Yesterday our loyal contributor Omair did a statistical analysis of the Australian Open quarterfinal between Kim Clijsters and Caroline Wozniacki, and the numbers spoke in Wozniacki’s favor. Despite that, gut feeling told Omair that the Dane was more likely to lose and that’s what happened. Now, let’s see Omair’s post-match review of the 6-3 7-6(4) match.
Going into today’s match Wozniacki had a lot on the line, she had a lot of questions to answer, a lot of critics who she wanted to silence by winning this match. Wozniacki’s No.1 ranking was on the line, her status as No.1 WTA player was under question, her ability to win a major was what she was seeking answer to when she took the Rod Laver Arena to face Kim Clijsters for a spot in the semifinals. She wanted a revenge, for it was Clijsters who had denied Wozniacki her first major in the 2009 US Open final, it was Clijsters who denied Wozniacki her first year-end Championships when she beat the Dane in the final in 2010, it was Clijsters who dethroned Wozniacki from the top spot for a week in 2011.
Wozniacki had a lot of reasons to be confident when she entered the Rod Laver Arena. There were questions surrounding Clijsters’ ankle, which she twisted badly in her previous match, her performance so far at the Aussie Open was cleaner as compared to Clijsters’ as per the stats, she had not lost a set while entering into the match, as against Clijsters who lost a set in her previous match to Li Na. Clijsters had never beaten a reigning No.1 at a Grand Slam in her previous five encounters at Grand Slams with the then reigning No.1s. But it all could not help Wozniacki and it all could not stop Clijsters from crushing the world No.1 to book a semifinal spot.
Going into today’s match Clijsters was on a mission, since she had already announced that this would be the last Australian Open of her career. She wanted to end it in style, and yes she did it in style to book herself a semifinal spot against the on-fire Victoria Azarenka. She got her first win over a reigning No.1 in a Grand Slam, and did that in authoratative way by defeating Wozniacki in straight sets. What did Clijsters do to emerge as the winner, when the numbers were in Wozniacki’s favour? Let us compare the stats of their quarterfinal encounter with the stats of their previous four matches that earned them the quarterfinal spot.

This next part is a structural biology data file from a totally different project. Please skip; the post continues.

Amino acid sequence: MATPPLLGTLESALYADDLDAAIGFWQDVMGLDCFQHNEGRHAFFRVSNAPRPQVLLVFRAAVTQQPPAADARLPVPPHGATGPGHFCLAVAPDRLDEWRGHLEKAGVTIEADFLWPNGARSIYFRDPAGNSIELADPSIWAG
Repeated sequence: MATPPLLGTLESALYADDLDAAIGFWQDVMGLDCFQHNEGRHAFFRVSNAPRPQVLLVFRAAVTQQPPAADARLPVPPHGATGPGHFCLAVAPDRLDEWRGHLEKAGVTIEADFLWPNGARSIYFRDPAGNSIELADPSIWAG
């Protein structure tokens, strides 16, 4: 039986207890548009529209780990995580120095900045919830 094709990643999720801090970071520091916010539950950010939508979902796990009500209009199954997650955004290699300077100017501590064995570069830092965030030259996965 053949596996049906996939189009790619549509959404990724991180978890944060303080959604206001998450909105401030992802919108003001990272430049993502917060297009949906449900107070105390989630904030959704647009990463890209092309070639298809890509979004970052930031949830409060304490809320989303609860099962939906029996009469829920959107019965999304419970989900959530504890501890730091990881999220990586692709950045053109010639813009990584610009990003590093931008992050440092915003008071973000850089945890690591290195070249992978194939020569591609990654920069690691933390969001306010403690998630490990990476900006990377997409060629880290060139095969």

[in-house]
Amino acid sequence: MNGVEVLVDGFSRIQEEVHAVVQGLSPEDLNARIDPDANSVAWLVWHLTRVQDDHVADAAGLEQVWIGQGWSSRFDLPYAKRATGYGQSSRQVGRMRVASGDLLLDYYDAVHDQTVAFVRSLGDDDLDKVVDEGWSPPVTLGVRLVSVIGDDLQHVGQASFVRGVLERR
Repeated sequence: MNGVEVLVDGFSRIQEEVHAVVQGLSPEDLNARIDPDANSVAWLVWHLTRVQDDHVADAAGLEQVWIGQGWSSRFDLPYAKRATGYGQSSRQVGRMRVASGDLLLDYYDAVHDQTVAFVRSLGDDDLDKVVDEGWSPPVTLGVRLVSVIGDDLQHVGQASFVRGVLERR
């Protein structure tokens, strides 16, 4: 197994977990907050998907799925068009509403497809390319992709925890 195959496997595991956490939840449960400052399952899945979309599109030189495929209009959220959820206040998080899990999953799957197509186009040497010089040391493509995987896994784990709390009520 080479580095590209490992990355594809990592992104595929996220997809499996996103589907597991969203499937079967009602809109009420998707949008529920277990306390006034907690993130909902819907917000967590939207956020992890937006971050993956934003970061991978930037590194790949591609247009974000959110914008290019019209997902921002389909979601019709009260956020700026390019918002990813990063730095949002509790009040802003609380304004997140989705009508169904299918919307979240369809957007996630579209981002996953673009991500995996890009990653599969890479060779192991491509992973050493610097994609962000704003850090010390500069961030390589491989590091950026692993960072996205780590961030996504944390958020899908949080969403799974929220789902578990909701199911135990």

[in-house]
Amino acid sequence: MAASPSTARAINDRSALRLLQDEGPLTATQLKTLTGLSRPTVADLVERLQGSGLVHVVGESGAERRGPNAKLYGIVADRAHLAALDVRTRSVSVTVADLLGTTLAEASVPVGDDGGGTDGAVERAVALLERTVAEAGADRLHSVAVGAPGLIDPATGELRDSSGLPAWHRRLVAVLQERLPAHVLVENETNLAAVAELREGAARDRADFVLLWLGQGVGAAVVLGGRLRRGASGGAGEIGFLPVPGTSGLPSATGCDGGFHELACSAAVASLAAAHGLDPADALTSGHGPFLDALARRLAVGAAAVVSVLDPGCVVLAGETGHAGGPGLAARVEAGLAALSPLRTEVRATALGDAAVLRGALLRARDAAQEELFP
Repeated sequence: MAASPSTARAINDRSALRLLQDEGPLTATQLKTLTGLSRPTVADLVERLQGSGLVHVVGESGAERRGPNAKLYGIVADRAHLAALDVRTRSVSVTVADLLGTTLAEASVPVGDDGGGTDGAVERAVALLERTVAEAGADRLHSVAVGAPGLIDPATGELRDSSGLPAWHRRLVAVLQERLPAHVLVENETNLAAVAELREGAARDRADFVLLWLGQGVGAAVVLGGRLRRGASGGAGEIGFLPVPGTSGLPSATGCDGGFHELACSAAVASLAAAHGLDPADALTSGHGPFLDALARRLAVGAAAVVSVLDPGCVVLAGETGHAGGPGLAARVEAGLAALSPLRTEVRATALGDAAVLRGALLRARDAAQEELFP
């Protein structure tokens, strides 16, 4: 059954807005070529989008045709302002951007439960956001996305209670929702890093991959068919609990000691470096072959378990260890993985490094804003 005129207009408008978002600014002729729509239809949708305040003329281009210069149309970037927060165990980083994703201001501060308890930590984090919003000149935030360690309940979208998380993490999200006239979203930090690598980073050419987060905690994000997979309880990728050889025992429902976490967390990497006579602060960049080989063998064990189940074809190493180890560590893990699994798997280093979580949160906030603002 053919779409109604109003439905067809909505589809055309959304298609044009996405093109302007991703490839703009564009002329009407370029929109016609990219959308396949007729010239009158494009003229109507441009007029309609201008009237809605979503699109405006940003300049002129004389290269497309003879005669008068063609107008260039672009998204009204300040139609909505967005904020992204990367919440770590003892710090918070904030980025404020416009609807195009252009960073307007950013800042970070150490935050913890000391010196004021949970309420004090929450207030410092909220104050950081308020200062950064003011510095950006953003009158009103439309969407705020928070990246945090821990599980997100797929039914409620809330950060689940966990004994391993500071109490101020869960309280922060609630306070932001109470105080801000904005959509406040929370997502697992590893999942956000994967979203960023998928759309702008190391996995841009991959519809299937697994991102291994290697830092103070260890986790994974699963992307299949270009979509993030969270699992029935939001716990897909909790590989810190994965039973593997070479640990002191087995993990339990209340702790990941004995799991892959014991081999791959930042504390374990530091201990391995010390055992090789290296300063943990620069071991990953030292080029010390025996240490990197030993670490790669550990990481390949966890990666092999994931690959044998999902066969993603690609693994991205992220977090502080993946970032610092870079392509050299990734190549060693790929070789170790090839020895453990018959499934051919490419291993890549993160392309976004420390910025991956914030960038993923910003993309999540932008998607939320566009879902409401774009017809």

Wozniacki entered the match as the cleaner player, but Clijsters came out of the match as a winner and a cleaner player. Here is a comparison of Wozniacki’s stats of the first four matches and her quarterfinal encounter:
Wozniacki’s first serve percentage dropped dramatically as compared to her first four matches, as did her winning percentage on those first serves. She entered the match with a positive differential of winners and unforced errors, but she left the match with a whopping negative 13 differential. I think the table speaks in itself as to why Wozniacki lost.
Let us now have a look at Clijsters’ stats, how she raised her game when it mattered the most and added to her already established big player match status.
There is a marked difference in the first serve percentage, although the points won on first serve dropped a little, what is most striking is her differential of winners and unforced errors. While entering the match she had a negative differential of 24, but she hit just one more unforced error than her winner to keep her numbers equal and to win this encounter.
Clijsters’ break point conversion rate dropped in this match, which might be a problem against Victoria Azarenka when she faces her for a spot in the finals. But for today Clijsters showed why she was world No.1 and why she owns four major titles. Clijsters lives for another day to battle it out with Azarenka for a spot in the championship match, in the last Australian Open of her career.
Additional info: Here you can read the post-match review of the other Tuesday’s quarterfinal – Victoria Azarenka vs. Agnieszka Radwanska. (photos: sr_cranks)